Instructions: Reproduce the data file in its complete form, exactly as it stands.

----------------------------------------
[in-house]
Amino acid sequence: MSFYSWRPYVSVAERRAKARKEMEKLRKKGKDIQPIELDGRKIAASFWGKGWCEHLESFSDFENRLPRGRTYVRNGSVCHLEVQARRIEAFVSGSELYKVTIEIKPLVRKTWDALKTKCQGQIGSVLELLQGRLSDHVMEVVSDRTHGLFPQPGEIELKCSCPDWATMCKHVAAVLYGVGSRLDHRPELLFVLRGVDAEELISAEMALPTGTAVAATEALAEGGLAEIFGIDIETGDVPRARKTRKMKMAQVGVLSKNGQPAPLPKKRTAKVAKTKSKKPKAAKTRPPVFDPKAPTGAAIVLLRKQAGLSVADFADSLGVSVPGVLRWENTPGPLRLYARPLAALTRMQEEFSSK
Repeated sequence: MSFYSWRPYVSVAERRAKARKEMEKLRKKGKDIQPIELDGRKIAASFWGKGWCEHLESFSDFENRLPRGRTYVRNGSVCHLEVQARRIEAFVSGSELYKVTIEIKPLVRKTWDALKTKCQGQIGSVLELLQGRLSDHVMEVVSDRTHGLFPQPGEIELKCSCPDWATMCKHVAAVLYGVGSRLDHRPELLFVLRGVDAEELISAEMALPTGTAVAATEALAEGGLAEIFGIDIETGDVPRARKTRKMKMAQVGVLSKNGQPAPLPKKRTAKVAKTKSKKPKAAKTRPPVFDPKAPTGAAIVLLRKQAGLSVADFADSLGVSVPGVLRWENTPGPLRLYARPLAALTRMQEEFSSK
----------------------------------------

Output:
[in-house]
Amino acid sequence: MSFYSWRPYVSVAERRAKARKEMEKLRKKGKDIQPIELDGRKIAASFWGKGWCEHLESFSDFENRLPRGRTYVRNGSVCHLEVQARRIEAFVSGSELYKVTIEIKPLVRKTWDALKTKCQGQIGSVLELLQGRLSDHVMEVVSDRTHGLFPQPGEIELKCSCPDWATMCKHVAAVLYGVGSRLDHRPELLFVLRGVDAEELISAEMALPTGTAVAATEALAEGGLAEIFGIDIETGDVPRARKTRKMKMAQVGVLSKNGQPAPLPKKRTAKVAKTKSKKPKAAKTRPPVFDPKAPTGAAIVLLRKQAGLSVADFADSLGVSVPGVLRWENTPGPLRLYARPLAALTRMQEEFSSK
Repeated sequence: MSFYSWRPYVSVAERRAKARKEMEKLRKKGKDIQPIELDGRKIAASFWGKGWCEHLESFSDFENRLPRGRTYVRNGSVCHLEVQARRIEAFVSGSELYKVTIEIKPLVRKTWDALKTKCQGQIGSVLELLQGRLSDHVMEVVSDRTHGLFPQPGEIELKCSCPDWATMCKHVAAVLYGVGSRLDHRPELLFVLRGVDAEELISAEMALPTGTAVAATEALAEGGLAEIFGIDIETGDVPRARKTRKMKMAQVGVLSKNGQPAPLPKKRTAKVAKTKSKKPKAAKTRPPVFDPKAPTGAAIVLLRKQAGLSVADFADSLGVSVPGVLRWENTPGPLRLYARPLAALTRMQEEFSSK